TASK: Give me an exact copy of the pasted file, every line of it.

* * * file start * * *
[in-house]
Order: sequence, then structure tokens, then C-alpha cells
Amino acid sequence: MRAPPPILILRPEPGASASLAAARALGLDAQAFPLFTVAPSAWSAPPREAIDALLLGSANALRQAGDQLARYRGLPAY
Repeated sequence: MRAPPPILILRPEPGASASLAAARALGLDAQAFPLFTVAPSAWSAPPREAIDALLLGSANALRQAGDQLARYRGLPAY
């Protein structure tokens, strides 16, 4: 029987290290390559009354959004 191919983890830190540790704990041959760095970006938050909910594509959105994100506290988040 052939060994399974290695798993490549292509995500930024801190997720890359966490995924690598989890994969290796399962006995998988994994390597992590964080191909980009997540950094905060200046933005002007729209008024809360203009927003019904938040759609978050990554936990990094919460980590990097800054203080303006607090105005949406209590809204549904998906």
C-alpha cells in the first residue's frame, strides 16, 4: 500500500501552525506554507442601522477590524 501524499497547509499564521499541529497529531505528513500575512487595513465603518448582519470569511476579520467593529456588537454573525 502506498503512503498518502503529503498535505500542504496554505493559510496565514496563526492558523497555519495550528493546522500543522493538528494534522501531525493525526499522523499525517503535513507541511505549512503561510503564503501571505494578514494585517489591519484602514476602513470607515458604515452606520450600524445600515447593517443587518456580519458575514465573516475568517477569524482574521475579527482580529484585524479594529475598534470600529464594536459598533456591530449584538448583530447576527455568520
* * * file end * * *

[in-house]
Order: sequence, then structure tokens, then C-alpha cells
Amino acid sequence: MRAPPPILILRPEPGASASLAAARALGLDAQAFPLFTVAPSAWSAPPREAIDALLLGSANALRQAGDQLARYRGLPAY
Repeated sequence: MRAPPPILILRPEPGASASLAAARALGLDAQAFPLFTVAPSAWSAPPREAIDALLLGSANALRQAGDQLARYRGLPAY
């Protein structure tokens, strides 16, 4: 029987290290390559009354959004 191919983890830190540790704990041959760095970006938050909910594509959105994100506290988040 052939060994399974290695798993490549292509995500930024801190997720890359966490995924690598989890994969290796399962006995998988994994390597992590964080191909980009997540950094905060200046933005002007729209008024809360203009927003019904938040759609978050990554936990990094919460980590990097800054203080303006607090105005949406209590809204549904998906």
C-alpha cells in the first residue's frame, strides 16, 4: 500500500501552525506554507442601522477590524 501524499497547509499564521499541529497529531505528513500575512487595513465603518448582519470569511476579520467593529456588537454573525 502506498503512503498518502503529503498535505500542504496554505493559510496565514496563526492558523497555519495550528493546522500543522493538528494534522501531525493525526499522523499525517503535513507541511505549512503561510503564503501571505494578514494585517489591519484602514476602513470607515458604515452606520450600524445600515447593517443587518456580519458575514465573516475568517477569524482574521475579527482580529484585524479594529475598534470600529464594536459598533456591530449584538448583530447576527455568520